SALT LAKE CITY -- Polygamist leader Lyle Jeffs took a plea bargain, admitting to food stamp fraud and being a fugitive from justice.
FOX 13 first reported Wednesday morning a plea deal had been reached between Jeffs' defense and the U.S. Attorney's Office. A hastily scheduled hearing took place before U.S. District Court Judge Ted Stewart.
"Is it your intention to plead guilty because you are, in fact, guilty?" the judge asked Jeffs.
"Yes," he replied.
Jeffs pleaded guilty to a charge of conspiracy to commit Supplemental Nutrition Assistance Program (SNAP) fraud and failure to appear. In exchange, prosecutors dismissed a conspiracy to commit money laundering charge.
Jeffs faces up to five years in federal prison and $1 million restitution when he is sentenced on Dec. 13.
Jeffs, once a bishop in the Fundamentalist LDS Church, is accused of orchestrating what authorities have claimed is the nation's largest food stamp fraud case. He is accused of ordering rank-and-file members of the Utah-based polygamous church to hand over SNAP benefits to church leaders to do with as they wished.
While people went hungry, ex-church members have claimed, church leaders like Jeffs lived on "shrimp and lobster." Money was also allegedly used to buy new vehicles. Federal prosecutors have alleged the scheme exceeded $12 million in taxpayer dollars.
Jeffs was among 11 people charged in the case that began when federal and local police raided the FLDS strongholds of Hildale, Utah, and Colorado City, Ariz. He escaped custody last year by slipping out of a GPS monitoring device. He was arrested in June in South Dakota.
The FBI has also said they believe Jeffs was ousted from his role as a bishop by his brother, imprisoned polygamist leader Warren Jeffs (who is serving a life sentence in Texas for child sex assault and still runs the FLDS Church from his prison cell).
The other FLDS members charged in the food stamp fraud case have either struck plea deals or had charges dismissed.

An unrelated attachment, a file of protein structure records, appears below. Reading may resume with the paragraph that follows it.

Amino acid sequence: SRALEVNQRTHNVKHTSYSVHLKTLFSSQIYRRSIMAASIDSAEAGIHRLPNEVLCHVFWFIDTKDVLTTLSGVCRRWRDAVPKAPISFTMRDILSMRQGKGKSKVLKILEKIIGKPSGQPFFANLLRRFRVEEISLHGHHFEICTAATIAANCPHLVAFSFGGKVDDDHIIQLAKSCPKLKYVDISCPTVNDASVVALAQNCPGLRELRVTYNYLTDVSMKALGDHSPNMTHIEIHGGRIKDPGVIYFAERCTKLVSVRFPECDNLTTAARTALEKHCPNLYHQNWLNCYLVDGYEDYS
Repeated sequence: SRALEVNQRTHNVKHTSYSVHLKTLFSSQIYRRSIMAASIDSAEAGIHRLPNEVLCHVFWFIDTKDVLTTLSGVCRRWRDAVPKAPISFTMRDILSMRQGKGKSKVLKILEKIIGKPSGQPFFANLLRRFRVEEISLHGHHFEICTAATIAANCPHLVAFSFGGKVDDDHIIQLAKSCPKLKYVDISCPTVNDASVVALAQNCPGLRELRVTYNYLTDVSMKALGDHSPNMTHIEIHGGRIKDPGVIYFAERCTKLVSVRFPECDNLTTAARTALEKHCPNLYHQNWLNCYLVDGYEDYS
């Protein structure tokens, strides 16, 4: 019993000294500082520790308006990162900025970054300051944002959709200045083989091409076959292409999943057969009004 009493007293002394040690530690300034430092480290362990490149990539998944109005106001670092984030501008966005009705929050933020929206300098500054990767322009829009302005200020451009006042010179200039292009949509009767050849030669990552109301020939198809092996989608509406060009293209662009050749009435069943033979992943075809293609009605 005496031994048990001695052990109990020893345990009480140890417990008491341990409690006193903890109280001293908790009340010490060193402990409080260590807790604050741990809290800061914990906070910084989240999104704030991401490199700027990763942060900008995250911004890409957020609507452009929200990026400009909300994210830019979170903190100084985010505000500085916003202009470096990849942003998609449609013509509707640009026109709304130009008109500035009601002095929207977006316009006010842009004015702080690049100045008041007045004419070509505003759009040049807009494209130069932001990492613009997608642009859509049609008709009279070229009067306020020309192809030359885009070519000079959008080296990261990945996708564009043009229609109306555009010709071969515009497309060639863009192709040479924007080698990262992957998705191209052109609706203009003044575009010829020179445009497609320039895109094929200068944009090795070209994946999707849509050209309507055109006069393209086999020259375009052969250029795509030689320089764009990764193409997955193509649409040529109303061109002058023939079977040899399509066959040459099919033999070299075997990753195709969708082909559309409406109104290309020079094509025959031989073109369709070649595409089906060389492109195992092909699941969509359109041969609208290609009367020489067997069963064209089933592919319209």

FLDS members have claimed a religious right to hand over all they have to their church. Judge Stewart had allowed them to raise that as a potential defense at trial.
Outside of court, U.S. Attorney for Utah John Huber acknowledged the ruling would have been a factor in their prosecution of Jeffs -- but he insisted the case was not about religion.
"The people in this case who handed over their food stamp benefits to the church, or to Lyle Jeffs or to other individuals, they’re hungry people," Huber said. "We’re not out to punish people of faith, people of sincerely held religious beliefs. We're out to punish fraudsters. Lyle Jeffs is now a convicted fraudster."
Jeffs' defense attorney, Kathy Nester, said she would ask the judge for a lighter sentence. Asked why they agreed to the deal, she told FOX 13: "It was in the client’s best interest so that's what we did."
Some Ex-FLDS members had mixed feelings on the plea deal. Brenda Nicholson said she is glad Jeffs will serve some time behind bars but was skeptical if restitution would be paid.
"On the one hand, it seems like a small amount in comparison to the harm done and the amount that was fraudulently used," she said. "But, on the other hand, I'm concerned that the people who already had their food taken from them, through the exploitation of their faith, will now somehow end up being required to sacrifice again and donate to help cover this."